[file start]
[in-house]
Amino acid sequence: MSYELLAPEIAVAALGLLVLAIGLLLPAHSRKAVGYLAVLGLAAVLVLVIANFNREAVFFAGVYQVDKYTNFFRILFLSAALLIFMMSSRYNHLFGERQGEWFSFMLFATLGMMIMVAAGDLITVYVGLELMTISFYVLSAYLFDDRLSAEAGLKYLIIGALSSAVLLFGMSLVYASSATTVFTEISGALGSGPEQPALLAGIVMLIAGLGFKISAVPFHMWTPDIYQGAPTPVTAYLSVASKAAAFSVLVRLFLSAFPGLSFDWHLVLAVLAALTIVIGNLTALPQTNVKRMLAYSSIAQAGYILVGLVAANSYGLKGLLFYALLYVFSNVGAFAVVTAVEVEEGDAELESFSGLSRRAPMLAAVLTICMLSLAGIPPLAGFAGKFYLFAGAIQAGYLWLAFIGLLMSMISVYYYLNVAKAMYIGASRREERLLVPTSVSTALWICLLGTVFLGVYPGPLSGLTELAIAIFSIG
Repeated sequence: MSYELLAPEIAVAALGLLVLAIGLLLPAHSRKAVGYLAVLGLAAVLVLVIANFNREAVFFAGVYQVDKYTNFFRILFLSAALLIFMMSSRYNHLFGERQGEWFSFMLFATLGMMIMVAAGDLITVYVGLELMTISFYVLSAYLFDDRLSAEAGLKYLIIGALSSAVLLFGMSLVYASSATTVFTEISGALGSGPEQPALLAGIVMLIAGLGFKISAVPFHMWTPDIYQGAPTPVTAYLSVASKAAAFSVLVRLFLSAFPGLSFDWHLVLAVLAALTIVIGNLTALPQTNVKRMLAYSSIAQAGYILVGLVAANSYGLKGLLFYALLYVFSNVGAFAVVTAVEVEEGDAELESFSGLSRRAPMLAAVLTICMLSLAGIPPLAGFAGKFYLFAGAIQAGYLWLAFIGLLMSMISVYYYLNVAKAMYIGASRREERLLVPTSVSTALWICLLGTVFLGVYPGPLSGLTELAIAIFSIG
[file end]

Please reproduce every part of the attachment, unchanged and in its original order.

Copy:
[in-house]
Amino acid sequence: MSYELLAPEIAVAALGLLVLAIGLLLPAHSRKAVGYLAVLGLAAVLVLVIANFNREAVFFAGVYQVDKYTNFFRILFLSAALLIFMMSSRYNHLFGERQGEWFSFMLFATLGMMIMVAAGDLITVYVGLELMTISFYVLSAYLFDDRLSAEAGLKYLIIGALSSAVLLFGMSLVYASSATTVFTEISGALGSGPEQPALLAGIVMLIAGLGFKISAVPFHMWTPDIYQGAPTPVTAYLSVASKAAAFSVLVRLFLSAFPGLSFDWHLVLAVLAALTIVIGNLTALPQTNVKRMLAYSSIAQAGYILVGLVAANSYGLKGLLFYALLYVFSNVGAFAVVTAVEVEEGDAELESFSGLSRRAPMLAAVLTICMLSLAGIPPLAGFAGKFYLFAGAIQAGYLWLAFIGLLMSMISVYYYLNVAKAMYIGASRREERLLVPTSVSTALWICLLGTVFLGVYPGPLSGLTELAIAIFSIG
Repeated sequence: MSYELLAPEIAVAALGLLVLAIGLLLPAHSRKAVGYLAVLGLAAVLVLVIANFNREAVFFAGVYQVDKYTNFFRILFLSAALLIFMMSSRYNHLFGERQGEWFSFMLFATLGMMIMVAAGDLITVYVGLELMTISFYVLSAYLFDDRLSAEAGLKYLIIGALSSAVLLFGMSLVYASSATTVFTEISGALGSGPEQPALLAGIVMLIAGLGFKISAVPFHMWTPDIYQGAPTPVTAYLSVASKAAAFSVLVRLFLSAFPGLSFDWHLVLAVLAALTIVIGNLTALPQTNVKRMLAYSSIAQAGYILVGLVAANSYGLKGLLFYALLYVFSNVGAFAVVTAVEVEEGDAELESFSGLSRRAPMLAAVLTICMLSLAGIPPLAGFAGKFYLFAGAIQAGYLWLAFIGLLMSMISVYYYLNVAKAMYIGASRREERLLVPTSVSTALWICLLGTVFLGVYPGPLSGLTELAIAIFSIG